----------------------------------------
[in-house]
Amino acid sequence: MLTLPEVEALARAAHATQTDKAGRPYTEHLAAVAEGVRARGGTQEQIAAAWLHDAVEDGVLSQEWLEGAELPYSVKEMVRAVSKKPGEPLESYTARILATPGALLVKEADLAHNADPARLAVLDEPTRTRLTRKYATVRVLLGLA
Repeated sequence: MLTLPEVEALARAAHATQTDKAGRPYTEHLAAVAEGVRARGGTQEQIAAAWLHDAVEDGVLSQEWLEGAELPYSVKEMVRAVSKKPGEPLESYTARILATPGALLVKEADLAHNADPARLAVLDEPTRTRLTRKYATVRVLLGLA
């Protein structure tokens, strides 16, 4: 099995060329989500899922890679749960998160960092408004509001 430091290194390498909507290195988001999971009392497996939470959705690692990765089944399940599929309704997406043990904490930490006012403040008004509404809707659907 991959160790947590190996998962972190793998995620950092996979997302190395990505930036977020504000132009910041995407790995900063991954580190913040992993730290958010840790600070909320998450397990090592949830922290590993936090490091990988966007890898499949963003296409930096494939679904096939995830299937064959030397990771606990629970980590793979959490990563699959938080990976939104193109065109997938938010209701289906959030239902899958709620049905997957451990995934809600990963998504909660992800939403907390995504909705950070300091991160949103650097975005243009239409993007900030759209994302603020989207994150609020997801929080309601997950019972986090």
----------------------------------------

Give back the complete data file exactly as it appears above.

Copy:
[in-house]
Amino acid sequence: MLTLPEVEALARAAHATQTDKAGRPYTEHLAAVAEGVRARGGTQEQIAAAWLHDAVEDGVLSQEWLEGAELPYSVKEMVRAVSKKPGEPLESYTARILATPGALLVKEADLAHNADPARLAVLDEPTRTRLTRKYATVRVLLGLA
Repeated sequence: MLTLPEVEALARAAHATQTDKAGRPYTEHLAAVAEGVRARGGTQEQIAAAWLHDAVEDGVLSQEWLEGAELPYSVKEMVRAVSKKPGEPLESYTARILATPGALLVKEADLAHNADPARLAVLDEPTRTRLTRKYATVRVLLGLA
């Protein structure tokens, strides 16, 4: 099995060329989500899922890679749960998160960092408004509001 430091290194390498909507290195988001999971009392497996939470959705690692990765089944399940599929309704997406043990904490930490006012403040008004509404809707659907 991959160790947590190996998962972190793998995620950092996979997302190395990505930036977020504000132009910041995407790995900063991954580190913040992993730290958010840790600070909320998450397990090592949830922290590993936090490091990988966007890898499949963003296409930096494939679904096939995830299937064959030397990771606990629970980590793979959490990563699959938080990976939104193109065109997938938010209701289906959030239902899958709620049905997957451990995934809600990963998504909660992800939403907390995504909705950070300091991160949103650097975005243009239409993007900030759209994302603020989207994150609020997801929080309601997950019972986090």